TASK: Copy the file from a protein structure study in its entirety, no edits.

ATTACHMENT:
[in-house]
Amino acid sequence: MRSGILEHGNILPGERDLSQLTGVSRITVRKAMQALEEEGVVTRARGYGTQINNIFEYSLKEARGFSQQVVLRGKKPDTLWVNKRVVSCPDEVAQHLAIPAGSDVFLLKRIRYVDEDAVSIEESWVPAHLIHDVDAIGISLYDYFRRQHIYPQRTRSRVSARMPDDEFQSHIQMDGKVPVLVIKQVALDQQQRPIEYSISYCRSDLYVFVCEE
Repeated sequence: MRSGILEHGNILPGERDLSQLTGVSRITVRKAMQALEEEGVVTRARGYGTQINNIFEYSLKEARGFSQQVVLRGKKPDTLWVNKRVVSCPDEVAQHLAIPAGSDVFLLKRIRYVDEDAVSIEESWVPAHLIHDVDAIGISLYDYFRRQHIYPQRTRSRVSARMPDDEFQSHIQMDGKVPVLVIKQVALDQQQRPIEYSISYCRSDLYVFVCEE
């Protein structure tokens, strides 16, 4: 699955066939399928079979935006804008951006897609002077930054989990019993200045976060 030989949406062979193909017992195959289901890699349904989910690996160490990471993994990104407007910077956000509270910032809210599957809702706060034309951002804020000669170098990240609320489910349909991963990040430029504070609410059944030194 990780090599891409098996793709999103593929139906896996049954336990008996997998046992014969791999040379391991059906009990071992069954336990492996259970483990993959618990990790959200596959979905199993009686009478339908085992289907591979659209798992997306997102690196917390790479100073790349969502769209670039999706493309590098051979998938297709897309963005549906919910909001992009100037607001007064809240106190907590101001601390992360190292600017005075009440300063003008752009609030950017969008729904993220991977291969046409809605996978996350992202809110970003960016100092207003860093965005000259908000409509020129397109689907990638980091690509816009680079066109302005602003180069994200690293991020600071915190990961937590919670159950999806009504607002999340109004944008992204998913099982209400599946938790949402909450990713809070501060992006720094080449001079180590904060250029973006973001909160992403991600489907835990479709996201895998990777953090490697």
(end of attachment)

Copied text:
[in-house]
Amino acid sequence: MRSGILEHGNILPGERDLSQLTGVSRITVRKAMQALEEEGVVTRARGYGTQINNIFEYSLKEARGFSQQVVLRGKKPDTLWVNKRVVSCPDEVAQHLAIPAGSDVFLLKRIRYVDEDAVSIEESWVPAHLIHDVDAIGISLYDYFRRQHIYPQRTRSRVSARMPDDEFQSHIQMDGKVPVLVIKQVALDQQQRPIEYSISYCRSDLYVFVCEE
Repeated sequence: MRSGILEHGNILPGERDLSQLTGVSRITVRKAMQALEEEGVVTRARGYGTQINNIFEYSLKEARGFSQQVVLRGKKPDTLWVNKRVVSCPDEVAQHLAIPAGSDVFLLKRIRYVDEDAVSIEESWVPAHLIHDVDAIGISLYDYFRRQHIYPQRTRSRVSARMPDDEFQSHIQMDGKVPVLVIKQVALDQQQRPIEYSISYCRSDLYVFVCEE
């Protein structure tokens, strides 16, 4: 699955066939399928079979935006804008951006897609002077930054989990019993200045976060 030989949406062979193909017992195959289901890699349904989910690996160490990471993994990104407007910077956000509270910032809210599957809702706060034309951002804020000669170098990240609320489910349909991963990040430029504070609410059944030194 990780090599891409098996793709999103593929139906896996049954336990008996997998046992014969791999040379391991059906009990071992069954336990492996259970483990993959618990990790959200596959979905199993009686009478339908085992289907591979659209798992997306997102690196917390790479100073790349969502769209670039999706493309590098051979998938297709897309963005549906919910909001992009100037607001007064809240106190907590101001601390992360190292600017005075009440300063003008752009609030950017969008729904993220991977291969046409809605996978996350992202809110970003960016100092207003860093965005000259908000409509020129397109689907990638980091690509816009680079066109302005602003180069994200690293991020600071915190990961937590919670159950999806009504607002999340109004944008992204998913099982209400599946938790949402909450990713809070501060992006720094080449001079180590904060250029973006973001909160992403991600489907835990479709996201895998990777953090490697």